So Loved

I’m reading about motherhood and balance and our perpetual state of busyness, and I feel so horribly inadequate. These moms who work and shuttle children to and fro and go to the gym and invest in others and are involved in church. Next to them, I am so pathetic. My husband goes out of town for a week, and I drag my one and two-year-old across town so that we can crash at my in-laws’ house.

 I could never be a single mom. I can’t even spend the week alone with my kids.  I need more sleep than my toddlers in order to function. I require IV fluids weekly on top of my 80 ounces of fluids daily. I can’t stand for more than a few minutes. I need so. Much. Help. And I feel so horribly guilty. I can’t produce. I can’t perform. Heck, some days I can’t even drive. I have anywhere from three to seven specialist appointments every week just for myself. 

Being sick feels indulgent. Being chronically ill feels so horribly selfish. Why do I have to do all of these things for myself? What kind of mommy chugs her own Gatorade in the morning before she gets her baby a cup of juice? What kind of mommy can’t get off the couch to have a dance party with her wild and wonderful toddler? This is self-shaming, and I am pretty sure that it is not helpful. 

I think, however, that being sick in a works and performance-based, shame-driven culture is particularly challenging.  I am not the typical stay-at-home mommy that I encounter at my children’s playgroups. I have to heavily weigh out the consequences of even going to playgroup (will I pass out there or while driving home? How far will I have to carry the children in the parking lot? Can I do it safely? Can I care for them the rest of the day afterwards?). My assumption is that most mothers don’t have to go through this type of check list before outings. And, honestly, for the record, none of those questions seem particularly selfish.  

Maybe there isn’t a one-size-fits-all expectation for productivity. Maybe our culture is a little bit off the mark when we make judgments on the value of an individual based on his or her performance level. Maybe in an upside-down kingdom where all is grace, there is more room for disability and limited performance. Maybe awareness of great need opens up windows of vulnerability that allow the light of love to pass through more clearly.  Maybe it’s okay. Maybe I’m okay, and my babies can still know how very cherished they are even if we don’t make it to the zoo once a week. Maybe cuddling and story-telling are as valuable as dance-parties and outings.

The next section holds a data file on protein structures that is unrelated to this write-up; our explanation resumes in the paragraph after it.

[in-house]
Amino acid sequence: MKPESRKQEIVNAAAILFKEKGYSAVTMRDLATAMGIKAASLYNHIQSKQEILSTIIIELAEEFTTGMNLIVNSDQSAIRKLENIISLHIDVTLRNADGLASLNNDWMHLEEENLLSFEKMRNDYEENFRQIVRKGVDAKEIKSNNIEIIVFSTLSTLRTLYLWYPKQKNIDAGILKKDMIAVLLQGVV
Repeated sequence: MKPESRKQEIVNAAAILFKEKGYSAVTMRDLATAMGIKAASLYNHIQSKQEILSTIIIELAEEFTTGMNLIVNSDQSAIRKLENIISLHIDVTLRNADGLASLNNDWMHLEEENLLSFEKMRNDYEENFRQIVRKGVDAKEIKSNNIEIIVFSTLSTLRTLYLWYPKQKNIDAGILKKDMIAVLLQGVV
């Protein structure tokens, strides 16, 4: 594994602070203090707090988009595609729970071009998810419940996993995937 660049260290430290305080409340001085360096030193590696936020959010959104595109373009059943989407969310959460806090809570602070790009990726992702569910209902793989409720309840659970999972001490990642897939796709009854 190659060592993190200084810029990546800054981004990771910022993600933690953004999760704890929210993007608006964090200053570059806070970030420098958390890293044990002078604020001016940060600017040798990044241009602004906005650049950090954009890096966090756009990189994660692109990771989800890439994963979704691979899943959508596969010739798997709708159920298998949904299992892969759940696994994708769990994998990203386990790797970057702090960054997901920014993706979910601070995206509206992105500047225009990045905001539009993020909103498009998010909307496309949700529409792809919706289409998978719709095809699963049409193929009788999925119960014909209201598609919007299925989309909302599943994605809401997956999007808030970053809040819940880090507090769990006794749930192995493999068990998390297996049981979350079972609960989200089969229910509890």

Yes, I think that we are doing just fine. And I think that I probably still have to chug my Gatorade before anyone else gets taken care of. Because, truly, no one can be okay if mommy is unconscious on the floor (that’s my version of “if momma ain’t happy, ain’t nobody happy). God’s grace is wide enough for my sickness, and His love is large enough to manifest through me within my weakness to my beloveds. I surrender my need to conform and perform.  I am weak, and I am so loved. 

1 thought on “So Loved

  1. I feel this way often, and I don’t even have kids! It’s easy to base our worth on our “output”. And with a chronic illness, our output is just never going to measure up! Rest in the knowledge that our worth is tied up in Him, and that He’s always going to give us the spoons to do His will ❤

    And you're totally right. You're not selfish – you're doing the best with what you have. Just like on the plane, when they tell you that you must put your own oxygen mask on before you put your child's on (because if you pass out from lack of oxygen, there'll be no one to help them). That's not selfish. It's caring.

    P.S. Those Mums you see at playgroup who have it all together? I assure you, they're not perfect either. Look up "Mom confessions" on Google, and you'll see what I mean. Here's a couple:

    “Umm, my kid only gets one bath per week, and that's only because of his weekly swimming lesson.”

    “I left the grocery store when it was about -50 degrees, with my coat, hat, mittens, and scarf on. A kind, older woman stopped me and said, ‘Dear, perhaps you should put your child's coat on her. It's rather chilly out.’ First child — that's all the defense I have, first child.”

    “I threw away all my forks and spoons and got new ones because I didn’t feel like washing them after my sons birthday party.”

    Just last night, we had a lovely Christian couple over for dinner. Highly educated, really caring people. Yet, when they left to go home, Mum grabbed the basket of toys, and held Miss 4's hand to help her out to the car. Dad grabbed the esky and the leftover drinks, and the car keys. They walked out… both forgetting Miss 8 months who was crawling around on my kitchen floor! I discovered her, and carried her outside. They hadn't left, they hadn't even reached the car yet. But they were horrified.

    I assured them it was okay. Even Jesus' parents forgot him! Left him in a whole other town for three days, on his own, at 12 years old! No one is perfect.

    When I was growing up, my Mum was chronically ill (she still is). I don't love her any less. In fact, I love her more, because every bit of energy she gave us was something precious. And for the record, yes! Cuddling and story telling are as valuable as dance parties and outings.

    xx S.

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